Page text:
Retirees often get to sample new experiences.
For Rob Gronkowski, that was the experience of being pushed around. “Usually, I’m the one doing the pushing,” he said.
Not this time (shown here) — in the “Game On” opener, which airs at 8 p.m. Wednesday (May 27) on CBS.
On one side were two people: Gronkowski is 6-foot-6, 250 pounds and an elite athlete; Bobby Lee is … well, none of those.
On the other was Martins Licis, the Latvian-born winner of the World’s Strongest Man contest. “He’s a beast,” Gronkowski said. “The guy is strong …. I’m glad he’s not a defensive lineman.”
The Gronk-Lee duo simply had to hold him off long enough for guest teammate Gabriel Iglesias to answer such questions as: “Name three things that are fluffy.”
Yes, that’s rather silly. We seem to like such shows, James Corden said, “particularly when we’re all missing sports.”
The British version of the show (“A League of Their Own”) has thrived even without a sports shortage. It’s been on for a decade, totaling 14 seasons (sometimes two a year), 114 episodes and lots of specials.
Corden hosted it until this year. He’s producing the U.S. version, which he figures will translate easily. The notion of linking sports and entertainment, he said, “was born in America.”
That peaks with wrestling, but even dead-serious American sports seem to have mascots, cheerleaders, fireworks and hot dog cannons. The British version of this show is mostly question-and-answer, with a stunt at the end; the American one is almost all stunts. “It was fun to get outside of your box,” said Vanessa Williams.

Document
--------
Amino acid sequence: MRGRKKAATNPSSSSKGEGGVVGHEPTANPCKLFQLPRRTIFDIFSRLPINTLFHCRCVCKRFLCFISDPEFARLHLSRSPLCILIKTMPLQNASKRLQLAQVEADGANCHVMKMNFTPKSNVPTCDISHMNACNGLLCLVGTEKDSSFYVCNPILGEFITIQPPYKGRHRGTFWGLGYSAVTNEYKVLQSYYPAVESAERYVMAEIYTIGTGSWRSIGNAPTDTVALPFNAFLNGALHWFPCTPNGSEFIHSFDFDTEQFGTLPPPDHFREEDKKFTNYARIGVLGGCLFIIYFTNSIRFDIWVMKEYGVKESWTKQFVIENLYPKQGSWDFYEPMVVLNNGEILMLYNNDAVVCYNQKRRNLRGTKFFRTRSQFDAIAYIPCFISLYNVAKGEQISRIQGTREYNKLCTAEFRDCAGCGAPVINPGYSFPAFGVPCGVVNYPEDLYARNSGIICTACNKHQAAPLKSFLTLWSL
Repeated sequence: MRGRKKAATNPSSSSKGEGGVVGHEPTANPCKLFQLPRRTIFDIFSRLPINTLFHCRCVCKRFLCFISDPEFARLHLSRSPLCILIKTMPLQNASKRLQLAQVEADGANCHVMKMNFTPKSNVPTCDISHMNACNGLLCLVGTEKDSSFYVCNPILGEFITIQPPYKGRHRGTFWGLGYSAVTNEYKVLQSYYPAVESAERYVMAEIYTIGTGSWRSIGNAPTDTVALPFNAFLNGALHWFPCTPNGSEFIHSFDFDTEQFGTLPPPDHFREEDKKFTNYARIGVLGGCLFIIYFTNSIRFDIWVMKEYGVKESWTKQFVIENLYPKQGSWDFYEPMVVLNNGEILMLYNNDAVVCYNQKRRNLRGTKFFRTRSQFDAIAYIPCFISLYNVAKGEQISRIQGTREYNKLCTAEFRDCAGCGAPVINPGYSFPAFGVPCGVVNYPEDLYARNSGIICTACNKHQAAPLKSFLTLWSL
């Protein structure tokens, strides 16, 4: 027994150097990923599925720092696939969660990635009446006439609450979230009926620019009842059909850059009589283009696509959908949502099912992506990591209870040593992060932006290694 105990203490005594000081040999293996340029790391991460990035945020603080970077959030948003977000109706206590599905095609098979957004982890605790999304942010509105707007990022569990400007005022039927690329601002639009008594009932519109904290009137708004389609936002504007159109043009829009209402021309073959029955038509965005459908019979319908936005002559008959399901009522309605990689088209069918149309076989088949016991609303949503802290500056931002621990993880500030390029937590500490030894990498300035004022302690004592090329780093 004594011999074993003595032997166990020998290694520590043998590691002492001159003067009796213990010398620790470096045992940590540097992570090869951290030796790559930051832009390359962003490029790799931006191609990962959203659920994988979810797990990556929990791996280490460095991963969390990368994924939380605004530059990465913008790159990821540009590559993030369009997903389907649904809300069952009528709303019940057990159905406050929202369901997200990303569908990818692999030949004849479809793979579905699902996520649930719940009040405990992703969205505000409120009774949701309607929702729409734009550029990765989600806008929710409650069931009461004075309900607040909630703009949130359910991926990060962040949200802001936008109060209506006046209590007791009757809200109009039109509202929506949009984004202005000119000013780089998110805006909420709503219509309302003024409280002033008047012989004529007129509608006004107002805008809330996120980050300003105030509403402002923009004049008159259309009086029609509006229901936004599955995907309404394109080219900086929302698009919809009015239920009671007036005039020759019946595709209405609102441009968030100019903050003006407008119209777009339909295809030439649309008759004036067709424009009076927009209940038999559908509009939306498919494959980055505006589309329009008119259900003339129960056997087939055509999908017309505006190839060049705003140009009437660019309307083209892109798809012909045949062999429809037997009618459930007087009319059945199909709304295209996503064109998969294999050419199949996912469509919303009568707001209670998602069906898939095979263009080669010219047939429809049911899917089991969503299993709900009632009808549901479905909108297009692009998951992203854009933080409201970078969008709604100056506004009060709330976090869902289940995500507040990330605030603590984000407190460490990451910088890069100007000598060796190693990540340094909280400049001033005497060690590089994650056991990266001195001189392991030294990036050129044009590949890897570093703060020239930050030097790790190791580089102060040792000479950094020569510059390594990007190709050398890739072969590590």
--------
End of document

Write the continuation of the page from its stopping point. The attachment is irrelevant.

Williams, a tennis great, hosts one team; Gronkowski hosts the other. It’s a chance to avoid the hyper-competitive nature of sports, he said, and do something with “more of a fun atmosphere.”
Well … some people can’t set aside competitive instincts. “I secretly prepared for this,” Williams said.
She studied the British version to get ideas for which stunts might be included. When she saw a demanding one – doing sit-ups while hanging upside-down on a board – she began practicing at home.
Gronkowski didn’t do that. For him, this was going to just be a retiree’s lark.
He had retired from pro football at 29, after already setting eight career records (and two Super Bowl records) for tight ends. After a while, he said, “I was getting the itch to join a family again.”
So he did it twice. The second time was when he decided to return to pro football this fall, after a one-year lay-off; the first was when he joined “Game On,” putting him in colorful company.
Lee and Ian Karmel, both comedians, are regulars, with two guest teammates each week. Keegan-Michael Key, the host, was especially impressed by baseball’s David Ortiz: “He was effervescent.”
In football, Gronkowski rarely hears that word … and rarely has experiences like this:
“We went to the Staples Center and danced with the Laker Girls,” said Corden, who was a guest in that episode. “For me and Gronk, it was a seminal part of our relationship.”
Getting pushed around was also a new experience … almost.
Back in 2010, Gronkowski was a New England Patriots rookie, a second-round draft pick. In a scrimmage, his job was to blast a full-speed block onto a defensive tackle.
Alas, that was Vince Wilfork – 6-foot-2, 325 pounds, a second-team All-Pro … and a savvy, six-year veteran who knew what was coming. “I went backward about four yards,” Gronkowski said.
It was good preparation for life … and for, some day, being on a TV game show.